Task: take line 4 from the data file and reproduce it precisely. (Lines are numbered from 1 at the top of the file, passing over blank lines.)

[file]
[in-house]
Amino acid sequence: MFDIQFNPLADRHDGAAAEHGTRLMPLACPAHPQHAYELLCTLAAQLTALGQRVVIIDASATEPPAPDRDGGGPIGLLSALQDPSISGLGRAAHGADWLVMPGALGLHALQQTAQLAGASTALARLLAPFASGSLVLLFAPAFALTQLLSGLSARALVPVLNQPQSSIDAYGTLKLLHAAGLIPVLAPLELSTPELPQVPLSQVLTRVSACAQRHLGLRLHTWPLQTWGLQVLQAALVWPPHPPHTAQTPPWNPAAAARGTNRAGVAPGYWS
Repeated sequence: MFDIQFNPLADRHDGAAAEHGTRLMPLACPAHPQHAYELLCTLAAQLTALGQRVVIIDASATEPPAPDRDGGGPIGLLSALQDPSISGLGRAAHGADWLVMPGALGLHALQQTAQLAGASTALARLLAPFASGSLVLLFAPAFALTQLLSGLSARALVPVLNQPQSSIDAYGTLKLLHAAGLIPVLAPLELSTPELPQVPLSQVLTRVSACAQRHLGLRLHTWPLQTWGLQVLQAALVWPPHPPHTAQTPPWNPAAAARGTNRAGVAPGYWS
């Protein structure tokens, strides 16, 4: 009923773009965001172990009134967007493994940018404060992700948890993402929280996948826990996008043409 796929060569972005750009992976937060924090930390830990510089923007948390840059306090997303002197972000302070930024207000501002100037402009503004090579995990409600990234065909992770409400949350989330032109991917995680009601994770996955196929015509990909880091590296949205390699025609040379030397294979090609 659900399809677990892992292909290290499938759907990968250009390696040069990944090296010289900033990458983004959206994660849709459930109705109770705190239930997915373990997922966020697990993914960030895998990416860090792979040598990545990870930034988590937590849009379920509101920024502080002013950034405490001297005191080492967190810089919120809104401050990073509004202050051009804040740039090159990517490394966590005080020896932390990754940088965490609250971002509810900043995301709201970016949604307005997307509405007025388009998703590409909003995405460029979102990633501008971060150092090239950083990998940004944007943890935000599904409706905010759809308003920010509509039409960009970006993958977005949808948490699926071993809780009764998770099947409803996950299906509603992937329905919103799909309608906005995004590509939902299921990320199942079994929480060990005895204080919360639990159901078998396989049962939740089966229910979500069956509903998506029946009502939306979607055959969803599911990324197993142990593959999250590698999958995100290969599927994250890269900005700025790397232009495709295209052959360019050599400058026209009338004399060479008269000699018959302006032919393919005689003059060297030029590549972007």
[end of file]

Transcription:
């Protein structure tokens, strides 16, 4: 009923773009965001172990009134967007493994940018404060992700948890993402929280996948826990996008043409 796929060569972005750009992976937060924090930390830990510089923007948390840059306090997303002197972000302070930024207000501002100037402009503004090579995990409600990234065909992770409400949350989330032109991917995680009601994770996955196929015509990909880091590296949205390699025609040379030397294979090609 659900399809677990892992292909290290499938759907990968250009390696040069990944090296010289900033990458983004959206994660849709459930109705109770705190239930997915373990997922966020697990993914960030895998990416860090792979040598990545990870930034988590937590849009379920509101920024502080002013950034405490001297005191080492967190810089919120809104401050990073509004202050051009804040740039090159990517490394966590005080020896932390990754940088965490609250971002509810900043995301709201970016949604307005997307509405007025388009998703590409909003995405460029979102990633501008971060150092090239950083990998940004944007943890935000599904409706905010759809308003920010509509039409960009970006993958977005949808948490699926071993809780009764998770099947409803996950299906509603992937329905919103799909309608906005995004590509939902299921990320199942079994929480060990005895204080919360639990159901078998396989049962939740089966229910979500069956509903998506029946009502939306979607055959969803599911990324197993142990593959999250590698999958995100290969599927994250890269900005700025790397232009495709295209052959360019050599400058026209009338004399060479008269000699018959302006032919393919005689003059060297030029590549972007």